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Death Penalty, Israel And Golf: Live From Columbia City, It's Week In Review!

Bill Radke, Knute Berger, Chris Vance and Sen. Pramila Jayapal on stage at the Columbia City Theater on Friday, June 5, 2015.
KUOW Photo/Kara McDermott
Bill Radke, Knute Berger, Chris Vance and Sen. Pramila Jayapal on stage at the Columbia City Theater on Friday, June 5, 2015.

Is it time for Washington state to abolish the death penalty? Should Seattle Mayor Ed Murray think twice about a trip to Israel? Is Southeast Seattle the next Ballard? And what is up with Republicans and golf?

Bill Radke debates these stories and more of the week's news with Crosscut's Knute Berger, state Sen. Pramila Jayapal and former Washington state GOP chair Chris Vance.

This show was broadcast in front of a live audience at the Columbia City Theater as part ofWeek In Review's summer tour. 

We also asked audience members to tell us why they love Columbia City. Here's what they told us: 

[asset-images[{"caption": "Bob Allen", "fid": "118235", "style": "placed_wide", "uri": "public://201506/20150605-wir-bob-allen.JPG", "attribution": "Credit KUOW Photo/Kara McDermott"}]]Bob Allen

“We bought our house in 1990. It was under construction and there were still occasional gunshots in the park across the street. It's changed drastically in the last 25 years.

“It's been subtle, the gentrification process. There's been a lot of growth ....

“I don't know anybody who could afford their house now. We joke about it. It's likely slipped in under the tent flap there, and here we are downtown Columbia City. We couldn't buy that same house now.

“You go to Lowe's hardware and stand in line and there’s a sticker on the cash register or language assistance available in 140 languages. I didn't know there were 100! In the north end, everybody’s dressed like ordinary people. You come down here and it’s like a UN fair, you know. There are sarongs, Ethiopians, Indians and South Islanders – and you know, the occasional white people here and there.

“They're going to have to drag me out. I go to other parts of the city and I haven't seen another part of the city where I would actually rather live.”

[asset-images[{"caption": "Gary Mula", "fid": "118236", "style": "offset_right", "uri": "public://201506/20150605-wir-gary-mula.jpg", "attribution": "Credit Courtesy Gary Mula"}]]Gary Mula

"I think (Columbia City) is one of the most beautiful areas. My favorite thing about it (is) that it is culturally mixed. It feels like a small town.

"When you're here, you don't feel like you're in Seattle necessarily, but you're 10 minutes away from central Seattle. Ballard is of course the other end of the universe from here. But the light rail makes getting in and out of Columbia City really easy and convenient.

"The cost of living is going up and I'm noticing the impact on small businesses. It's been tough. Some building owners are pushing their rents up, and I understand why, but it's hurting some of the smaller businesses.   

"The other thing is that we have a safety issue. On Rainier Avenue, there have been many serious accidents in the last two years. About once every five or six months there's a very, very serious accident. Our business community is working hard to figuring out solutions for that. If that means people slowing down or just more police presence, I'm not sure. It makes no sense that there should be that many accidents."

[asset-images[{"caption": "Joyce Morinaka", "fid": "118237", "style": "offset_left", "uri": "public://201506/20150605-wir-joyce-morinaka.JPG", "attribution": "Credit KUOW photo/Sara Richards"}]]Joyce Morinaka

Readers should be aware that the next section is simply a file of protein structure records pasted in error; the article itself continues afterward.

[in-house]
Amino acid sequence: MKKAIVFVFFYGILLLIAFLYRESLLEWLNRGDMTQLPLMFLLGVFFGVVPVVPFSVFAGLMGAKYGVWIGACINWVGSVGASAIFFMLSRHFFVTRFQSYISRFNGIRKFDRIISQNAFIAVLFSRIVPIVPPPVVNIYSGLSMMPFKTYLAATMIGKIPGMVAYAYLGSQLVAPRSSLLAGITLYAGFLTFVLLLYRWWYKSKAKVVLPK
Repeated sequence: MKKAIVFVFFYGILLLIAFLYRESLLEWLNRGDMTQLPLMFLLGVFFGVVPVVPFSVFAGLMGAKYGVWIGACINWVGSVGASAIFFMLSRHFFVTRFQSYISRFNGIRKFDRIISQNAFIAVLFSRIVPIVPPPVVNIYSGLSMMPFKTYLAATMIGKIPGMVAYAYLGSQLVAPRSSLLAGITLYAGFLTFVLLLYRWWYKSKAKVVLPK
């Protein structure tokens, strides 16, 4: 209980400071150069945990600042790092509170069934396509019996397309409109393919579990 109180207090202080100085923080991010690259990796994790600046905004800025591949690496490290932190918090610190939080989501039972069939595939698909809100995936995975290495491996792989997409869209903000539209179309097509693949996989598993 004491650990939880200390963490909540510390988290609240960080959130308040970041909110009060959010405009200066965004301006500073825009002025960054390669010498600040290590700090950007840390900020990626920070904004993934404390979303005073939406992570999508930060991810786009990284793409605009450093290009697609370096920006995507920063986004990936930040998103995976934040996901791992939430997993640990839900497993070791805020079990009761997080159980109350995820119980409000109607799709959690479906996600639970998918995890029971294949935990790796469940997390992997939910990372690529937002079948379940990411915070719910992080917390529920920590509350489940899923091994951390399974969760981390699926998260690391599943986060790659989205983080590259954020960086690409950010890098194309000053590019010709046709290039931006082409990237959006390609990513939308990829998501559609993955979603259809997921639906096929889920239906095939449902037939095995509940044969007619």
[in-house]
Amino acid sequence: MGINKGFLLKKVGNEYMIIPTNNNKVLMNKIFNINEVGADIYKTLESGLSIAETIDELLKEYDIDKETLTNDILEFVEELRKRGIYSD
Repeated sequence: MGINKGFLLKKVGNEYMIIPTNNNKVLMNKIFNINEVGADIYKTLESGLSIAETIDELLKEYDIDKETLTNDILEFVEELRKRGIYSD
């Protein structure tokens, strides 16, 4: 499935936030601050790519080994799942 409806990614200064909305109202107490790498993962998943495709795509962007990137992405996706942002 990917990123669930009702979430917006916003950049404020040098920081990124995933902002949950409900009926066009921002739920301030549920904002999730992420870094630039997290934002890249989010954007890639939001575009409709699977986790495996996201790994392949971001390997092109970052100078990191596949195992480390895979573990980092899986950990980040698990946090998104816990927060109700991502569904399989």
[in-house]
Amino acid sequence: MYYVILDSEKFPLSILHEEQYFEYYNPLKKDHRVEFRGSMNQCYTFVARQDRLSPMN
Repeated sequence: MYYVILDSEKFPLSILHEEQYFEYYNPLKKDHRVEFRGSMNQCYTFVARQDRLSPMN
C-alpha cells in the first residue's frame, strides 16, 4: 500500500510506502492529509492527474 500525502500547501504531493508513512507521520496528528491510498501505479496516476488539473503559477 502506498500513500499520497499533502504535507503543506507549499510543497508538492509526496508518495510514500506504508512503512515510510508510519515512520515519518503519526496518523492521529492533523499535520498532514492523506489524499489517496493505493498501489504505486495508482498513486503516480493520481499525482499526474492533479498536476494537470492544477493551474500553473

"One thing that I noticed now is it's so nice to see so many families late at night strolling with their children in strollers. I remember probably when I first started coming here over eight years ago, you didn't see as many people at night. And now it's very lively. There's a lot of community spirit here.

"Tutta Bella (a pizza restaurant) had some visitors from Naples, Italy. When they walked around Columbia City, they said, ‘Oh, this is how I imagined a true American city -- the buildings, the people.’ They also compared it to the warmth of their own city. And I thought that was the ultimate compliment."

[asset-images[{"caption": "Tammy Morales", "fid": "118238", "style": "offset_left", "uri": "public://201506/20150605-wir-tammy-morales.JPG", "attribution": "Credit KUOW Photo/Kara McDermott"}]]Tammy Morales (candidate for City Council in District 2)

"I do think that the South End is affected more acutely by policy decisions.

"I'm excited about seeing how we balance really local neighborhood issues with making sure that we're moving the city in a progressive way, that we're addressing the income inequality in the city in a progressive way -- especially for the south and making sure that we're doing all we can to stem the displacement that's happening. And making sure that folks are able to stay in the city."

[asset-images[{"caption": "Ted McIntyre", "fid": "118239", "style": "card_280", "uri": "public://201506/20150605-wir-ted_mcintyre.jpg", "attribution": "Credit KUOW photo/Sara Richards"}]]Ted McIntyre

"Transportation is the biggest issue for me because I work for Metro.

"But also for me, bicycle infrastructure is a big thing, especially here. MLK and Rainier Ave are extremely bike unfriendly. You've got to find different ways to get around it or take your life in the hands of the road or take your life in the hands of hitting a pedestrian in the sidewalk.

"In December I started seriously looking to buy a house. Of course the East Lake was completely out of my price range, and so I basically just kind of started looking at neighborhoods that were within a six-mile radius from the Central Metro Base." 

Year started with KUOW: 1985 – 1986, 1991 – 2004, 2012